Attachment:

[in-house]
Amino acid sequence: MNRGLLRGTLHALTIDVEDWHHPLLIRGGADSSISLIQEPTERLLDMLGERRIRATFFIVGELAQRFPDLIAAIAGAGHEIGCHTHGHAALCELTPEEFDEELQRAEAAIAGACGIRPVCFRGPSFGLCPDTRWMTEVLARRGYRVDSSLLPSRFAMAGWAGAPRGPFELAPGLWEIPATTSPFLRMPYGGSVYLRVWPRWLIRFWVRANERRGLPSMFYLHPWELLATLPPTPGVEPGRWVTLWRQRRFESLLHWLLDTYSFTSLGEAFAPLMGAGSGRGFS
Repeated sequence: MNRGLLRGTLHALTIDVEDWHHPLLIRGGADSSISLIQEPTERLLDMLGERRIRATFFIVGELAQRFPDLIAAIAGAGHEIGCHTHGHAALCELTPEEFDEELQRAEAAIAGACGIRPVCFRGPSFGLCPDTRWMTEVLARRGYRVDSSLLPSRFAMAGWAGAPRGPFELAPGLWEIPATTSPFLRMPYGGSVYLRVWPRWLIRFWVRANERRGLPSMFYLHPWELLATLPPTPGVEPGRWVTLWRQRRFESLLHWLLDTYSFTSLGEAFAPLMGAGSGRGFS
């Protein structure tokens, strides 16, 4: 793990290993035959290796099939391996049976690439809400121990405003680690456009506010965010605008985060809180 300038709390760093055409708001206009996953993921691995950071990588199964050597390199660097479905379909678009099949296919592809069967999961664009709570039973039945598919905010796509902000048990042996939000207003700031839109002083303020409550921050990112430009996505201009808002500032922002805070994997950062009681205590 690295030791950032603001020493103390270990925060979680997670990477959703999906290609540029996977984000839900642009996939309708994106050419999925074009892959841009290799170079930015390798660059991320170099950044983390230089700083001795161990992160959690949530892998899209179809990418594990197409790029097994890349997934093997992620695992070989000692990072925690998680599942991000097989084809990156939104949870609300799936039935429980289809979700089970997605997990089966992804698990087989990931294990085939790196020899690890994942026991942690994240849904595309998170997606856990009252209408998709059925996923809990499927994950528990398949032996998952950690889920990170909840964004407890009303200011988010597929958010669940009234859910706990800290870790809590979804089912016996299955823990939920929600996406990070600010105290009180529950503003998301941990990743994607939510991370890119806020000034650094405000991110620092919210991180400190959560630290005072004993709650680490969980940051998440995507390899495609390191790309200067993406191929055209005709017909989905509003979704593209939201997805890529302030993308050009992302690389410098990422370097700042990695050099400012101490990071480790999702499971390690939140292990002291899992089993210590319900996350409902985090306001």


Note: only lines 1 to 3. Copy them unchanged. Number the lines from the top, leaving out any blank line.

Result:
[in-house]
Amino acid sequence: MNRGLLRGTLHALTIDVEDWHHPLLIRGGADSSISLIQEPTERLLDMLGERRIRATFFIVGELAQRFPDLIAAIAGAGHEIGCHTHGHAALCELTPEEFDEELQRAEAAIAGACGIRPVCFRGPSFGLCPDTRWMTEVLARRGYRVDSSLLPSRFAMAGWAGAPRGPFELAPGLWEIPATTSPFLRMPYGGSVYLRVWPRWLIRFWVRANERRGLPSMFYLHPWELLATLPPTPGVEPGRWVTLWRQRRFESLLHWLLDTYSFTSLGEAFAPLMGAGSGRGFS
Repeated sequence: MNRGLLRGTLHALTIDVEDWHHPLLIRGGADSSISLIQEPTERLLDMLGERRIRATFFIVGELAQRFPDLIAAIAGAGHEIGCHTHGHAALCELTPEEFDEELQRAEAAIAGACGIRPVCFRGPSFGLCPDTRWMTEVLARRGYRVDSSLLPSRFAMAGWAGAPRGPFELAPGLWEIPATTSPFLRMPYGGSVYLRVWPRWLIRFWVRANERRGLPSMFYLHPWELLATLPPTPGVEPGRWVTLWRQRRFESLLHWLLDTYSFTSLGEAFAPLMGAGSGRGFS